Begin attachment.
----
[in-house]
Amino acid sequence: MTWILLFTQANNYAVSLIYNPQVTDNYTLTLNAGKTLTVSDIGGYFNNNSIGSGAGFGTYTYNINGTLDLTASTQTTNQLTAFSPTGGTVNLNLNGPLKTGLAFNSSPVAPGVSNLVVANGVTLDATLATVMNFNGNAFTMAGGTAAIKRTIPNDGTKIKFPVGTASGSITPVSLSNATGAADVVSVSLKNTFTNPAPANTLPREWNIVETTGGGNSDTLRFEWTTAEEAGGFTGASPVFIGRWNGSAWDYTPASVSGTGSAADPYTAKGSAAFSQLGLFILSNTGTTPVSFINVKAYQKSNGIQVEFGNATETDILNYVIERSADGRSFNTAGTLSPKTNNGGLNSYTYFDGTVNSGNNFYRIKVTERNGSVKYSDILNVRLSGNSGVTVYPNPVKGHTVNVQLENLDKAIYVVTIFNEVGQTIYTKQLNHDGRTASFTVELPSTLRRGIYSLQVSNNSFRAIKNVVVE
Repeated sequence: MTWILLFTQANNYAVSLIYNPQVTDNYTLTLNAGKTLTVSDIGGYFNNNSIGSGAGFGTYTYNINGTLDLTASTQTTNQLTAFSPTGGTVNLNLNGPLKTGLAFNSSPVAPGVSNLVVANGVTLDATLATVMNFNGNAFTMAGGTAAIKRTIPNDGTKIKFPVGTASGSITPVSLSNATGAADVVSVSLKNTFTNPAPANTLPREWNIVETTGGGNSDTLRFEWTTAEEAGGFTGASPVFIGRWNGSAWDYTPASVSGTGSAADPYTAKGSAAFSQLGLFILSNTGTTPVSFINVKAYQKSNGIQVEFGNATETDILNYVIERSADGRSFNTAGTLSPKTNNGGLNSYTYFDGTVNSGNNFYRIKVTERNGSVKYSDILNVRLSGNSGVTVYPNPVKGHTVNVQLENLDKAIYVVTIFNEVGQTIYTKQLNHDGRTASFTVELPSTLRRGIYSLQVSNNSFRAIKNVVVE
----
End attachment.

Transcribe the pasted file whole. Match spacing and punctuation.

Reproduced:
[in-house]
Amino acid sequence: MTWILLFTQANNYAVSLIYNPQVTDNYTLTLNAGKTLTVSDIGGYFNNNSIGSGAGFGTYTYNINGTLDLTASTQTTNQLTAFSPTGGTVNLNLNGPLKTGLAFNSSPVAPGVSNLVVANGVTLDATLATVMNFNGNAFTMAGGTAAIKRTIPNDGTKIKFPVGTASGSITPVSLSNATGAADVVSVSLKNTFTNPAPANTLPREWNIVETTGGGNSDTLRFEWTTAEEAGGFTGASPVFIGRWNGSAWDYTPASVSGTGSAADPYTAKGSAAFSQLGLFILSNTGTTPVSFINVKAYQKSNGIQVEFGNATETDILNYVIERSADGRSFNTAGTLSPKTNNGGLNSYTYFDGTVNSGNNFYRIKVTERNGSVKYSDILNVRLSGNSGVTVYPNPVKGHTVNVQLENLDKAIYVVTIFNEVGQTIYTKQLNHDGRTASFTVELPSTLRRGIYSLQVSNNSFRAIKNVVVE
Repeated sequence: MTWILLFTQANNYAVSLIYNPQVTDNYTLTLNAGKTLTVSDIGGYFNNNSIGSGAGFGTYTYNINGTLDLTASTQTTNQLTAFSPTGGTVNLNLNGPLKTGLAFNSSPVAPGVSNLVVANGVTLDATLATVMNFNGNAFTMAGGTAAIKRTIPNDGTKIKFPVGTASGSITPVSLSNATGAADVVSVSLKNTFTNPAPANTLPREWNIVETTGGGNSDTLRFEWTTAEEAGGFTGASPVFIGRWNGSAWDYTPASVSGTGSAADPYTAKGSAAFSQLGLFILSNTGTTPVSFINVKAYQKSNGIQVEFGNATETDILNYVIERSADGRSFNTAGTLSPKTNNGGLNSYTYFDGTVNSGNNFYRIKVTERNGSVKYSDILNVRLSGNSGVTVYPNPVKGHTVNVQLENLDKAIYVVTIFNEVGQTIYTKQLNHDGRTASFTVELPSTLRRGIYSLQVSNNSFRAIKNVVVE